The Effect of UV Radiation on the Eyes

The Effect of UV Radiation on the Eyes

Generally, people are aware of the repercussions long exposure to the sun has on the skin. But how aware are they of the effect of UV radiation on the eyes?

Did you know that prolonged exposure to UV rays affects your eyes, making them susceptible to eye irritation, developing cataracts, and eventually loss of sight?

So, to help you stay informed, here’s all you need to know about UV radiation, the effect of UV rays on the eyes, and how to protect your eyes from UV light.

What Is UV Radiation?

Ultraviolet rays or UV rays are electromagnetic radiation in sunlight. They can also be produced artificially by electric arcs and specialized lights, such as mercury-vapor lamps used for various purposes.

Ultraviolet (UV) radiation covers the wavelength range of 10–400 nm, which is higher in frequency than visible light.

Types of UV Radiation 

UV radiation is classified into three main types based on their wavelengths:

  • Ultraviolet A (UVA)
  • Ultraviolet B (UVB)
  • Ultraviolet C (UVC)

Of the three kinds, UVC is completely blocked by the ozone layer, while UVA and some of UVB penetrate through the atmosphere and are more likely to damage your eyes.

The only way you can be exposed to UVC and some of UVB radiation is from artificial sources.

Also Read : Does Looking At A Solar Eclipse Cause Blindness?

Four Factors Affecting UV Exposure

The risks of exposure to UV radiation depend on the following factors.

1. Geography

Geographical location contributes to how vulnerable one is to UV exposure. Because the position of the sun is directly over the equator, UV rays are harsh and penetrate easily into this zone of the Earth.

2. Altitude

Radiation levels increase up to 10% for every 1000M rise in altitude as there are fewer radiation-absorbing substances in the atmosphere to filter UV rays.

3. Time of Day

Irrespective of time and season, UV rays can penetrate through clouds and rain easily. When the sun gravitates towards its highest point, from 10 AM to 4 PM, UV rays are more intense and damaging.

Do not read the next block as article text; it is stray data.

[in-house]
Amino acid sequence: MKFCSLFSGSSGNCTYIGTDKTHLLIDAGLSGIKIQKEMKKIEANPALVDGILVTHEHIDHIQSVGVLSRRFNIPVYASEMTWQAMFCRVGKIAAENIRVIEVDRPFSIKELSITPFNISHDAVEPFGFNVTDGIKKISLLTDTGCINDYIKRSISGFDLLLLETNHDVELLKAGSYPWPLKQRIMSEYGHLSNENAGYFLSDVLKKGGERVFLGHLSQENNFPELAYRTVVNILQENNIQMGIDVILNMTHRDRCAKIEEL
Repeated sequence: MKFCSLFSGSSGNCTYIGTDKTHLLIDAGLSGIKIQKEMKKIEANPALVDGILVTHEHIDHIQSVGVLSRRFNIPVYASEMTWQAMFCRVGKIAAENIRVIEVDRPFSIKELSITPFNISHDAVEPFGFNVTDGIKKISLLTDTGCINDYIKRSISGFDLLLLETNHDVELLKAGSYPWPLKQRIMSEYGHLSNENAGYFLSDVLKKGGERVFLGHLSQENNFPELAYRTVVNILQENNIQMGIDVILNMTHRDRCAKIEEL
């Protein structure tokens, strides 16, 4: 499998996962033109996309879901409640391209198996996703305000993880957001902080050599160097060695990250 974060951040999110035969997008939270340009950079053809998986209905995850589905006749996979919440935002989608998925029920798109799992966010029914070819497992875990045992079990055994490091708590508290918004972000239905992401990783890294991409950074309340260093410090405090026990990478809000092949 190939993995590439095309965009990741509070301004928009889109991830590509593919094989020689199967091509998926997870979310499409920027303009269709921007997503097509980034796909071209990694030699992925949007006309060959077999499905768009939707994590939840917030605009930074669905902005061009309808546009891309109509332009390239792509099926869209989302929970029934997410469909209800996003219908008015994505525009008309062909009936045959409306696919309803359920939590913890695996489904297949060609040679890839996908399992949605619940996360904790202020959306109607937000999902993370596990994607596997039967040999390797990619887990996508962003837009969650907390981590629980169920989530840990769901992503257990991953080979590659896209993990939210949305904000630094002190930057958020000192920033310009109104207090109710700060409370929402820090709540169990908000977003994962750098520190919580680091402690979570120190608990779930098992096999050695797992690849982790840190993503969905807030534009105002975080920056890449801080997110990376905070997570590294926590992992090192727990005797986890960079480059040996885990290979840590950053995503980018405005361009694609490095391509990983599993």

4. Reflection

Ground reflection sources like grass, soil, and water reflect less than 10% of incident UV radiation. Sand reflects about 15% and seafoam about 25%. Fresh snow, a particularly good reflector, almost doubles a person’s UV exposure.

Top 5 Eye-Problems UV Radiation Causes

Overall, Effect of UV Radiation on the Eyes, gradually leading to major sight problems such as cataracts, eye growths like pterygium, age-related macular degeneration, photokeratitis, and even eye cancer.

1. Cataracts

Over time, a person’s age, health condition, and years of constant exposure to the sun contribute to cataracts — a condition where the eyes’ natural lens becomes cloudy, leading to blurry vision.

2. Macular Degeneration

Macular degeneration is a change or damage to the macula, light-sensitive retinal tissue responsible for seeing things in your direct line of vision. This condition leads to gradual spotting of the eye and a blurred central line of vision.

3. Pterygium

Also called Surfer’s Eyes, pterygium is a growth of fleshy tissue that covers the cornea, causing distortion or loss of vision. Surfers, farmers, or people who work under the midday sun, in the sea, and in open waters are more prone to getting pterygium.

4. Photokeratitis

Photokeratitis occurs as a result of acute exposure to UVR through directly looking at the sun during an eclipse, ground reflection, snow (snow blindness), or from man-made sources such as welding arcs, tanning lamps, lasers, etc.

5. Cancer

UV light is also associated with skin cancers including squamous or basal cell carcinomas and cutaneous melanoma. Effects of UV radiation on the eyes also induce wrinkles, hyper-pigmentation, loss of elasticity, etc.

How To Protect Your Eyes from UV Radiation?

Too much exposure to the sun can be harmful to your eyes, but avoiding the sun altogether isn’t recommended either.

Rather, take these necessary precautions before stepping out in the sun to protect your eyes from UV light.

1. Wear Protective Gear

Wear sunglasses that offer 100% protection from UV rays like UV400. Pick a pair of sunglasses that have a large frame, wraparound protection, polarized lenses, or an anti-reflective AR coating that protects your eyes from UV rays.

When outdoors, always make sure you wear a wide-brimmed hat that offers good protection to your eyes from the sun.

2. Limit Sun Exposure Midday

From 10 am to 4 pm, the sun’s position makes it easy for its rays to easily penetrate through the atmosphere. Hence, it is recommended to limit sun exposure during this time.

3. Protect and Prevent  

Stay cautious near reflective areas and avoid tanning in general, as both cause damage to the eyes.

Before stepping out, make sure you carry broad spectrum SPF 30+ sunscreen and apply it generously on the face and eye area to protect your eyes from harmful UV radiation.

How To Manage the Effect of UV Radiation on the Eyes?

Educate yourself about the harmful effects UV rays have on the eyes and overall health in general.

Consult an ophthalmologist every year to help treat any underlying conditions and track your eye health.

A little natural sunlight every day helps in regulating the body’s circadian rhythm and the production of vitamin D.

To learn more about how to protect your eyes from the effects of UV radiation, connect with Prasad Netralaya Eye Hospital through our website and book a consultation today.

About Vikram Jain

Dr. Vikram Jain, M.S. had his medical training (MBBS) from Kasturba Medical College, Mangalore, India. He did his master's in Ophthalmic surgery from Kasturba Medical College, Manipal. He currently manages the Glaucoma department of Prasad Netralaya hospital.